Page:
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Davis Journal

Goose on the loose

Jun 17, 2021 12:29PM ● By Becky Ginos

Dakota Thornley, 7, and brother Hawk, 4, enjoy holding the juvenile Canadian geese.

FARMINGTON—It was a wetland rodeo of feathers and water as biologists and volunteers with the DWR zipped through Farmington Bay on airboats last week to round up Canadian geese for banding.

“We do it every year in June,” said Rich Hansen, Waterfowl Banding Coordinator for the DWR. “The geese are very gregarious and gather in big groups. We pull up in the airboats, reach down and grab them. They don’t have their flight feathers so they can’t go anywhere.”

The goose is put into a crate on the boat and given a leg band. “A unique number is given to each bird,” he said. “Once the band is on we determine if it’s a male or female, an adult or a young gosling.”

Then the birds are released, said Hansen. “We take all the data and put it into the U.S. Geological Survey. All the information is recorded that it was done at the Farmington Bay bird banding lab on June 10 and whether the bird is an adult/juvenile and male or female.”

That way if a bird is found the band report will tell them the bird banding site, date and year it was done, if the bird is male or female and how old it is, he said. “It helps determine survival rates, migration patterns and areas where the most hunting and harvesting is taking place.”

It helps to monitor the population to see if there is over harvesting, Hansen said. “Then we can reduce the number of days hunting is open.”

The first Saturday in October to the first Sunday in February is goose hunting season, he said. “They’re really smart. For the most part they hang out in the city at golf courses or parks where there is no hunting going on.”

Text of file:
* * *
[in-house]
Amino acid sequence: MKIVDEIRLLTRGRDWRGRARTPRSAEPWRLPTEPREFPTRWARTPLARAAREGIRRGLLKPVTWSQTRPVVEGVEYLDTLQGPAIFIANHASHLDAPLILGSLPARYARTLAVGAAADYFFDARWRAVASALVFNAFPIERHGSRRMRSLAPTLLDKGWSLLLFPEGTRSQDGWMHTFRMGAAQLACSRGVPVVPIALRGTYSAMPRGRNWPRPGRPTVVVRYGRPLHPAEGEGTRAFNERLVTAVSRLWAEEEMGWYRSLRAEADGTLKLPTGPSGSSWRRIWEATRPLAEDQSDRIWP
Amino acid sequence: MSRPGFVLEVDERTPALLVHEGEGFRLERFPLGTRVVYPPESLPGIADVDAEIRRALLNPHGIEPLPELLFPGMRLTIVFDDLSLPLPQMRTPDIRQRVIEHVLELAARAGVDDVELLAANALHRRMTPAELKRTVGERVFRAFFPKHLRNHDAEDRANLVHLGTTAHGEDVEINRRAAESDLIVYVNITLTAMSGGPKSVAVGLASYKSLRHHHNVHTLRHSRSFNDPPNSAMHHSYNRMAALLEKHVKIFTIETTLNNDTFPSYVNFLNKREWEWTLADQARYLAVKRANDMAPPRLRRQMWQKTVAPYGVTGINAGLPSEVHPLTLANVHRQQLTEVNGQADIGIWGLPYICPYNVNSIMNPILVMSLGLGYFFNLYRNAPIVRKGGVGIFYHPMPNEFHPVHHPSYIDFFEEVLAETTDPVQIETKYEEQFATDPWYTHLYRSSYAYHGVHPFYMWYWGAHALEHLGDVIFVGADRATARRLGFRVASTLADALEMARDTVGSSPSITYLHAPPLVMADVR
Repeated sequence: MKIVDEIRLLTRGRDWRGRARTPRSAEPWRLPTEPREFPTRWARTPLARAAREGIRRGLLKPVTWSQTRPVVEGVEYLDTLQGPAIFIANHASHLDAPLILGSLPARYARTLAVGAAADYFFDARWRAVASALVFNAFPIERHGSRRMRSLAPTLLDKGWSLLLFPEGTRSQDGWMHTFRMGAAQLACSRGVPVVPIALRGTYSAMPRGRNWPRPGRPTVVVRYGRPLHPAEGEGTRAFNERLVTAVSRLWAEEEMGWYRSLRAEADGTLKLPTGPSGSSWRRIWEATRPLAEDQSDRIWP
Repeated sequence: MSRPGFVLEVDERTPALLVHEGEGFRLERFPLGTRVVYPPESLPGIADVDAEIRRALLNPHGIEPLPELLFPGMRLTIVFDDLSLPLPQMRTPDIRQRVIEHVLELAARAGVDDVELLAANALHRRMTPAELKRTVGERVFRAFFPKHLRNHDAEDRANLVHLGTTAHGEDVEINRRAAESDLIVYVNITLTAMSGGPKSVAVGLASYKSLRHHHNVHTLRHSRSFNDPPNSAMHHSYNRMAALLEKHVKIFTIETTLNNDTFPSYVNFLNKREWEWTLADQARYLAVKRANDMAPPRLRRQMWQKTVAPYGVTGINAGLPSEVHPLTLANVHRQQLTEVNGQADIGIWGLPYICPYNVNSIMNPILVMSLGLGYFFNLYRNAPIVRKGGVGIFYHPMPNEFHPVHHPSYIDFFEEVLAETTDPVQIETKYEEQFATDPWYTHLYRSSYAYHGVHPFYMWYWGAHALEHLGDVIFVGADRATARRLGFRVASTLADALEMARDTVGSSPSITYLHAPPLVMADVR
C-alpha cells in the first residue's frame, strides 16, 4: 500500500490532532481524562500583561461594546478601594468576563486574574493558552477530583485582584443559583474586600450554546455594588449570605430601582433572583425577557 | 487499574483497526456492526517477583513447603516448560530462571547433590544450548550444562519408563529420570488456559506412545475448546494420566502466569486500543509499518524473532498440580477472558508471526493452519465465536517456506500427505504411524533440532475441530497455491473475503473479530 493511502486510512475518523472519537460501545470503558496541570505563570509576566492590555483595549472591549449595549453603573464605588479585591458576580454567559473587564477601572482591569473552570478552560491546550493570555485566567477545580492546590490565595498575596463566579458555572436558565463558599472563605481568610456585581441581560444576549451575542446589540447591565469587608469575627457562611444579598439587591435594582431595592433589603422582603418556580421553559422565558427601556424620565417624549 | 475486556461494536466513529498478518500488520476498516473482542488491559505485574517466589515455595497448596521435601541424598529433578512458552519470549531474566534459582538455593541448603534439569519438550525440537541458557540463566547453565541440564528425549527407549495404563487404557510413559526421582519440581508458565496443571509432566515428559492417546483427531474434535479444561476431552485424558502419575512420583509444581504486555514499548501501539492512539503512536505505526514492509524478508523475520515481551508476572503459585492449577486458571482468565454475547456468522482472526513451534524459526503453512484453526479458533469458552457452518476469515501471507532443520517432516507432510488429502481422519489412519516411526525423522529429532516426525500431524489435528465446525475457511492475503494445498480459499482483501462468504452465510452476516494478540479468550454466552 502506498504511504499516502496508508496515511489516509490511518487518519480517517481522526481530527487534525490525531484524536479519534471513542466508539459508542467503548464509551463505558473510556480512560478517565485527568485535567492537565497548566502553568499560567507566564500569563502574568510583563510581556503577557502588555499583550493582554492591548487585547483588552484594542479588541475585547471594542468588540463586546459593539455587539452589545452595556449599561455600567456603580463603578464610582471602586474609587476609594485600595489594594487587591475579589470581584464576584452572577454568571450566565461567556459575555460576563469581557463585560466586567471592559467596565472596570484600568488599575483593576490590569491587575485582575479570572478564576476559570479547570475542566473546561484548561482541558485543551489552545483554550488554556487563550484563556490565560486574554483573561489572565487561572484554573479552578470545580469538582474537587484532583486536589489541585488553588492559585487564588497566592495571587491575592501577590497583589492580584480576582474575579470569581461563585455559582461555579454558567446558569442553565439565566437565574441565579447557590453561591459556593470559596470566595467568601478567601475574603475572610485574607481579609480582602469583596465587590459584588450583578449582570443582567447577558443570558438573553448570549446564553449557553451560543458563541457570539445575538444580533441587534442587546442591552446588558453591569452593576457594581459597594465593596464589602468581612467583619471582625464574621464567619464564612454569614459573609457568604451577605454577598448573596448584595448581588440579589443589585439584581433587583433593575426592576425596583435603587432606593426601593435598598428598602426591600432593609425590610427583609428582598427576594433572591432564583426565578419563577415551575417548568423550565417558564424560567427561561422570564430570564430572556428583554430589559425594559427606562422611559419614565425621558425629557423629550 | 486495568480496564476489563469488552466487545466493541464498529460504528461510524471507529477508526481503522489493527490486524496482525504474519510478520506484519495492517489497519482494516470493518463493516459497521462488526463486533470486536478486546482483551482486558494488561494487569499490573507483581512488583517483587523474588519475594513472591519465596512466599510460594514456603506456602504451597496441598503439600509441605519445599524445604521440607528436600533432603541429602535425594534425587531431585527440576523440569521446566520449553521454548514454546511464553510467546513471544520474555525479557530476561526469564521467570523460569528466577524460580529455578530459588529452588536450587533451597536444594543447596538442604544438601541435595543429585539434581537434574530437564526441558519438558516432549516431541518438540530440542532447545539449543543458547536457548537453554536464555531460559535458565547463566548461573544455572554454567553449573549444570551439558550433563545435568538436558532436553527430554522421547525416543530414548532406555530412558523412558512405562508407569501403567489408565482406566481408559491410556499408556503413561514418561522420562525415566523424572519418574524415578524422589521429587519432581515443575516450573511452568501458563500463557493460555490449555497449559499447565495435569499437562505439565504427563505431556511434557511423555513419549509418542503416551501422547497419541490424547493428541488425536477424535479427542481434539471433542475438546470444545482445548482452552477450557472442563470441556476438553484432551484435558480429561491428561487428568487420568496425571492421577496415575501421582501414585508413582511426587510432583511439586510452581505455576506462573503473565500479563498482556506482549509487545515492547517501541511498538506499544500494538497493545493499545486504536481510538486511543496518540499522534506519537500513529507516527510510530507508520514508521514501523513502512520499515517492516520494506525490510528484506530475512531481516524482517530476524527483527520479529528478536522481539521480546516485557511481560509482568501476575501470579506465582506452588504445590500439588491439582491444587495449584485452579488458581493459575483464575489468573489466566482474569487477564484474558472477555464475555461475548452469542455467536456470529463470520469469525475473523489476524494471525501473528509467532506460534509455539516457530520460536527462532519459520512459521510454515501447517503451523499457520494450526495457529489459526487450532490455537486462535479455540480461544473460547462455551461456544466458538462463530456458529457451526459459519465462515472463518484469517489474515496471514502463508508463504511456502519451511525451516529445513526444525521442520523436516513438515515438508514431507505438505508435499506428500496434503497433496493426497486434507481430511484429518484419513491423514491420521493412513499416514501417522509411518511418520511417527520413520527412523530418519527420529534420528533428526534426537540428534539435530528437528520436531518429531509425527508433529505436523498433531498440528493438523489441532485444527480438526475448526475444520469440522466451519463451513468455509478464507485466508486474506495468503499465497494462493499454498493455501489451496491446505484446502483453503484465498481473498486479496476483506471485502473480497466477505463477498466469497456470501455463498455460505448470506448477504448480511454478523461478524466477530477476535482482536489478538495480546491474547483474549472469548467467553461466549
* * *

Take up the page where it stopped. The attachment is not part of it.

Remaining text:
Hansen said they captured a couple hundred to band. “The goslings were probably hatched in April and by mid July they’ll be flying again. A lot of birds replace their feathers and molt but they’re the only birds that molt at the same time and become flightless. They do it to coincide with their young after they hatch. It’s interesting how they synchronize that. They go to a good waterbody that’s shallow so we take advantage of their thinking to take the airboats out to catch them.”

Geese normally don’t start reproducing until they are three or four years old, he said. “When they’re one, two or three years old the non breeders go to places with big open waters to molt together. Non breeders leave areas with young. There’s only so many resources and they don’t want to be competing with breeders and their young. Most of the birds we caught were breeding adults with their young.”

Hansen has wanted to be a wildlife biologist since he was 8-years-old. “I started volunteering at the Ogden bay area in high school,” he said. “I got my degree in Wildlife Management and waterfowl banding. We’ve banded 57,000 geese since I started in 2004. All of us wetland managers do it for the love of waterfowl and shorebirds.”